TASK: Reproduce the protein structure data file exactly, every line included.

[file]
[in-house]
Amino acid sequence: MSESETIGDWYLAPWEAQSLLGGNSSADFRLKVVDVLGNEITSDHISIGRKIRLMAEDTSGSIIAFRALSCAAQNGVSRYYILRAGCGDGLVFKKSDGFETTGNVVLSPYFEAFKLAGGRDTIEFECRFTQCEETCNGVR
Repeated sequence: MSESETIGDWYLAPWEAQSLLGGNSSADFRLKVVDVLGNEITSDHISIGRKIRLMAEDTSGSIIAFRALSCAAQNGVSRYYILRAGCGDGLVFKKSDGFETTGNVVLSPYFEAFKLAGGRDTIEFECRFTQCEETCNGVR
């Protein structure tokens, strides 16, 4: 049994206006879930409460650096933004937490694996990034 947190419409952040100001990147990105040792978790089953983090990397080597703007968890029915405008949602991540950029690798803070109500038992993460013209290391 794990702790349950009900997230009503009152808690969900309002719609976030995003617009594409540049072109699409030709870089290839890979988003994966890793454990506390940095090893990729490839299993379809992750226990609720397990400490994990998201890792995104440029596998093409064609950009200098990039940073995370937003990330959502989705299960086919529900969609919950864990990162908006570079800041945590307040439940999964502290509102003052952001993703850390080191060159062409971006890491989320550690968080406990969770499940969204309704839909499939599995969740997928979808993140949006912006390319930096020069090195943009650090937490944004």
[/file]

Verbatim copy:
[in-house]
Amino acid sequence: MSESETIGDWYLAPWEAQSLLGGNSSADFRLKVVDVLGNEITSDHISIGRKIRLMAEDTSGSIIAFRALSCAAQNGVSRYYILRAGCGDGLVFKKSDGFETTGNVVLSPYFEAFKLAGGRDTIEFECRFTQCEETCNGVR
Repeated sequence: MSESETIGDWYLAPWEAQSLLGGNSSADFRLKVVDVLGNEITSDHISIGRKIRLMAEDTSGSIIAFRALSCAAQNGVSRYYILRAGCGDGLVFKKSDGFETTGNVVLSPYFEAFKLAGGRDTIEFECRFTQCEETCNGVR
């Protein structure tokens, strides 16, 4: 049994206006879930409460650096933004937490694996990034 947190419409952040100001990147990105040792978790089953983090990397080597703007968890029915405008949602991540950029690798803070109500038992993460013209290391 794990702790349950009900997230009503009152808690969900309002719609976030995003617009594409540049072109699409030709870089290839890979988003994966890793454990506390940095090893990729490839299993379809992750226990609720397990400490994990998201890792995104440029596998093409064609950009200098990039940073995370937003990330959502989705299960086919529900969609919950864990990162908006570079800041945590307040439940999964502290509102003052952001993703850390080191060159062409971006890491989320550690968080406990969770499940969204309704839909499939599995969740997928979808993140949006912006390319930096020069090195943009650090937490944004």